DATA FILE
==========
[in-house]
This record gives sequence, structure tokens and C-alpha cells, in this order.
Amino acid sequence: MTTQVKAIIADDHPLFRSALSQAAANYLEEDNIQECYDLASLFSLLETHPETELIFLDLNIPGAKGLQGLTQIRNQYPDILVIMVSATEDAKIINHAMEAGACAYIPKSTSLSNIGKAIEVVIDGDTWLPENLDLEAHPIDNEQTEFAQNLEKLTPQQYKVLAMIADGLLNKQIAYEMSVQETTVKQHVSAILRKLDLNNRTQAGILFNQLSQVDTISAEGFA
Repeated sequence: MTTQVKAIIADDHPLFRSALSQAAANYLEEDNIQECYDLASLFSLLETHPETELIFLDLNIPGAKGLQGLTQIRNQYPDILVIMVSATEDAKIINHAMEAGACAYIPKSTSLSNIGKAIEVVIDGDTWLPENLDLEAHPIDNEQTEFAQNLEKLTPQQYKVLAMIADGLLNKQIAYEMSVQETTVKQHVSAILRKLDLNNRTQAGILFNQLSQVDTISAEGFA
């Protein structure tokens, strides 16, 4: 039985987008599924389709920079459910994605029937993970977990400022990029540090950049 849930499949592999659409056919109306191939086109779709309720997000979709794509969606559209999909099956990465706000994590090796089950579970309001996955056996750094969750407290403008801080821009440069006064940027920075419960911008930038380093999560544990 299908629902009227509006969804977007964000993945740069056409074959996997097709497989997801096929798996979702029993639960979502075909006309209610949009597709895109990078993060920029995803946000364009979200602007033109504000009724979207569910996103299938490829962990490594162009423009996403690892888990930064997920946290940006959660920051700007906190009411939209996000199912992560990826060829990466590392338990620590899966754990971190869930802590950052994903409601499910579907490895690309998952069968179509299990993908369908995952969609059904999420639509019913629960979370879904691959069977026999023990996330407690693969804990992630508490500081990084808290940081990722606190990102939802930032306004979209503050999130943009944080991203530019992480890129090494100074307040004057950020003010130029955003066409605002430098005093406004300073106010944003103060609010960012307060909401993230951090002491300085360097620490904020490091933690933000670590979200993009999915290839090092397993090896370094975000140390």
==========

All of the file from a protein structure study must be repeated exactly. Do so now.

[in-house]
This record gives sequence, structure tokens and C-alpha cells, in this order.
Amino acid sequence: MTTQVKAIIADDHPLFRSALSQAAANYLEEDNIQECYDLASLFSLLETHPETELIFLDLNIPGAKGLQGLTQIRNQYPDILVIMVSATEDAKIINHAMEAGACAYIPKSTSLSNIGKAIEVVIDGDTWLPENLDLEAHPIDNEQTEFAQNLEKLTPQQYKVLAMIADGLLNKQIAYEMSVQETTVKQHVSAILRKLDLNNRTQAGILFNQLSQVDTISAEGFA
Repeated sequence: MTTQVKAIIADDHPLFRSALSQAAANYLEEDNIQECYDLASLFSLLETHPETELIFLDLNIPGAKGLQGLTQIRNQYPDILVIMVSATEDAKIINHAMEAGACAYIPKSTSLSNIGKAIEVVIDGDTWLPENLDLEAHPIDNEQTEFAQNLEKLTPQQYKVLAMIADGLLNKQIAYEMSVQETTVKQHVSAILRKLDLNNRTQAGILFNQLSQVDTISAEGFA
């Protein structure tokens, strides 16, 4: 039985987008599924389709920079459910994605029937993970977990400022990029540090950049 849930499949592999659409056919109306191939086109779709309720997000979709794509969606559209999909099956990465706000994590090796089950579970309001996955056996750094969750407290403008801080821009440069006064940027920075419960911008930038380093999560544990 299908629902009227509006969804977007964000993945740069056409074959996997097709497989997801096929798996979702029993639960979502075909006309209610949009597709895109990078993060920029995803946000364009979200602007033109504000009724979207569910996103299938490829962990490594162009423009996403690892888990930064997920946290940006959660920051700007906190009411939209996000199912992560990826060829990466590392338990620590899966754990971190869930802590950052994903409601499910579907490895690309998952069968179509299990993908369908995952969609059904999420639509019913629960979370879904691959069977026999023990996330407690693969804990992630508490500081990084808290940081990722606190990102939802930032306004979209503050999130943009944080991203530019992480890129090494100074307040004057950020003010130029955003066409605002430098005093406004300073106010944003103060609010960012307060909401993230951090002491300085360097620490904020490091933690933000670590979200993009999915290839090092397993090896370094975000140390």